In 1824, Charles Caleb Colton made this famous quote “Imitation is the sincerest form of flattery“.
What most people don’t know is that Oscar Wilde later made an extended quote which puts things in perspective for many people, “Imitation is the sincerest form of flattery that mediocrity can pay to greatness.”
Let’s face it. Not all of us are born writers. While we hope and pray that our children can write fantastic sentences at the drop of the hat, it takes a lot of hard work to master the basics before they can master the more advance techniques. The only way to do so is to practise by aping sentences before remodelling consistently to make it theirs. In fact, many writers and copywriter use this technique to improve their writing as well.
While plagiarism is definitely out of the question, imitation of sentences is definitely the top of the list for students who are unable to create interesting sentences. This exercise aids students greatly, especially if they want to transit from simple sentences to complex ones. If used well, this exercise can even introduce figurative language such as personification and alliteration in the future.
When students imitate sentences, students become aware of structure, which supports their understanding of punctuation and promotes style awareness: word order, varied sentence lengths and parallel structure, for example. However, the main idea behind this is to really ensure the students are introduced to a wide variety of sentences.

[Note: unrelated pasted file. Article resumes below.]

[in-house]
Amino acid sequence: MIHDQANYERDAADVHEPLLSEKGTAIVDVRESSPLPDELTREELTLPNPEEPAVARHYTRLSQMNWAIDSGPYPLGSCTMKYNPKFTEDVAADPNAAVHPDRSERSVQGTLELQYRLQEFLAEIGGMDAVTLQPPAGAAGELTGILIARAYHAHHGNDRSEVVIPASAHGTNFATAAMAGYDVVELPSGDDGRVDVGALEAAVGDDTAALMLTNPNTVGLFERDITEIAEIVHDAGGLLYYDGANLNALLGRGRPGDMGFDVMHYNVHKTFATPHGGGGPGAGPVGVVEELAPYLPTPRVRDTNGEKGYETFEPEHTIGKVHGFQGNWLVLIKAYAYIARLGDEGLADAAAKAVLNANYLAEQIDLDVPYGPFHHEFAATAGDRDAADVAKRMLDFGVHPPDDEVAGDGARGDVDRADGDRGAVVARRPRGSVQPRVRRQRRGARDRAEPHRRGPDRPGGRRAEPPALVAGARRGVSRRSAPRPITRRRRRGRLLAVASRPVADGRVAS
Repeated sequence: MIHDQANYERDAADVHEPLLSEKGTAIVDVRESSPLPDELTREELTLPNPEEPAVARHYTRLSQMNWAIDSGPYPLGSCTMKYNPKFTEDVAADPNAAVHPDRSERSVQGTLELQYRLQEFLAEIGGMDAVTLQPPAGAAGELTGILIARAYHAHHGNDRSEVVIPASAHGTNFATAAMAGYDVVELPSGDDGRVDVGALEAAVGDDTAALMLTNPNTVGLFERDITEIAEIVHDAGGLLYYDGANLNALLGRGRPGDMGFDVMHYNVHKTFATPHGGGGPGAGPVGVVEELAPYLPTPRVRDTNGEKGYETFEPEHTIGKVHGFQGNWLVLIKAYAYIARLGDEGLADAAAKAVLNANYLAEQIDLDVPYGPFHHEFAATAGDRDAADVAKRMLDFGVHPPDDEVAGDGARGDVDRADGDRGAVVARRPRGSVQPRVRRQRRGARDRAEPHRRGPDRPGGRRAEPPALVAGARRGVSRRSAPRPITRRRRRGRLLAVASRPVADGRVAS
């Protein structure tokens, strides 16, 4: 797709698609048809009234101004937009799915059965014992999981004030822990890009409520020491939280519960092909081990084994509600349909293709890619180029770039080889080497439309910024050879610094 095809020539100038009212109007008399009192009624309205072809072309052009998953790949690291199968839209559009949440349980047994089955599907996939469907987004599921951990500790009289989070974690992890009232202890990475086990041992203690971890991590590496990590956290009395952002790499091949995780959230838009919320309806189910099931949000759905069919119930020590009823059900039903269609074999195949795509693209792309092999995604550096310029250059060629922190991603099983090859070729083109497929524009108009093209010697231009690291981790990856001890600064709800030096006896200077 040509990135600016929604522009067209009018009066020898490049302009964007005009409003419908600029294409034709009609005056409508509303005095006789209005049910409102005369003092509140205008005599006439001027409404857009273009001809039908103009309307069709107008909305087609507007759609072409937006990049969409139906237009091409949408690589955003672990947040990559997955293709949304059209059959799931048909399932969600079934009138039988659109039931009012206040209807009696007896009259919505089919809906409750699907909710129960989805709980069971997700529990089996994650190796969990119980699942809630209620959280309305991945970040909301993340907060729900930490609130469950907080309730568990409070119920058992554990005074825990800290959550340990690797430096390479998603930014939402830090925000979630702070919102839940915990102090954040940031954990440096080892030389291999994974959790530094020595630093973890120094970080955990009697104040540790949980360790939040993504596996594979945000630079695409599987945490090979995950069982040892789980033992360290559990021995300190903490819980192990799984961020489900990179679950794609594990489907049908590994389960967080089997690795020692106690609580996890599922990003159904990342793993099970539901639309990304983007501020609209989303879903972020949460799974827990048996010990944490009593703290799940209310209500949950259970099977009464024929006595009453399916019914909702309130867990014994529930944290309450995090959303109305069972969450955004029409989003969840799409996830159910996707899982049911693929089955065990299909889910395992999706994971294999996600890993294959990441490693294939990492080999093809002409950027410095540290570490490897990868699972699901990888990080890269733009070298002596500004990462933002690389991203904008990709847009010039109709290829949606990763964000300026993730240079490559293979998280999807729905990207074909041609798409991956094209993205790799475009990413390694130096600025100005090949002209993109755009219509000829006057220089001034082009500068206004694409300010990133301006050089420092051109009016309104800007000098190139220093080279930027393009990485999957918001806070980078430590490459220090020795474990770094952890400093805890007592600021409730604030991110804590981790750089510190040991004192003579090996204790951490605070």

Even Great Writers Imitate
It may be a shock to some but many of the greatest writers copy sentences from others in order to vary their styles of writing. They steal word, they copy styles and they borrow thoughts. No masterpiece is completely original. Here are some examples of writers who copy from others until they make it:
William Shakespeare’s style of writing was heavily influenced by Ovid, the 1st century BC Roman poet. Many of his plays were similar to earlier histories and books ranging from history (the lives of Henry V, Richard III) to a novel titled The Tragicall Historye of Romeus and Juliet, which was written 30 years earlier.
When Steven Pressfield first started out, he copied Ernest Hemingway‘s works repeatedly in order to get a sense of his pacing, his storytelling, and his voice. He wanted to see how Hemingway constructed sentences, and how each sentence related to the ones around it.
So how can we go about it? We can start by taking a sentence or paragraph and change nouns, verbs, adjectives of the following paragraphs to alter the meaning. We leave basic sentence structure the same (articles, prepositions, commas, colons, etc.) alone.
We will use an example from Joseph Conrad, Heart of Darkness:
Original: The air was warm, thick, heavy, sluggish.
Changed: The air was smoky, electric, powerful.
Original: The long stretches of the waterway ran on, deserted, into the gloom of overshadowed distances.
Changed: The long sets of music played on, overwhelming, into the hearts of excited youth.
The main aim is to change the words accordingly to the context while maintaining the basic structure of the sentences. You can take samples from famous works and tweak accordingly.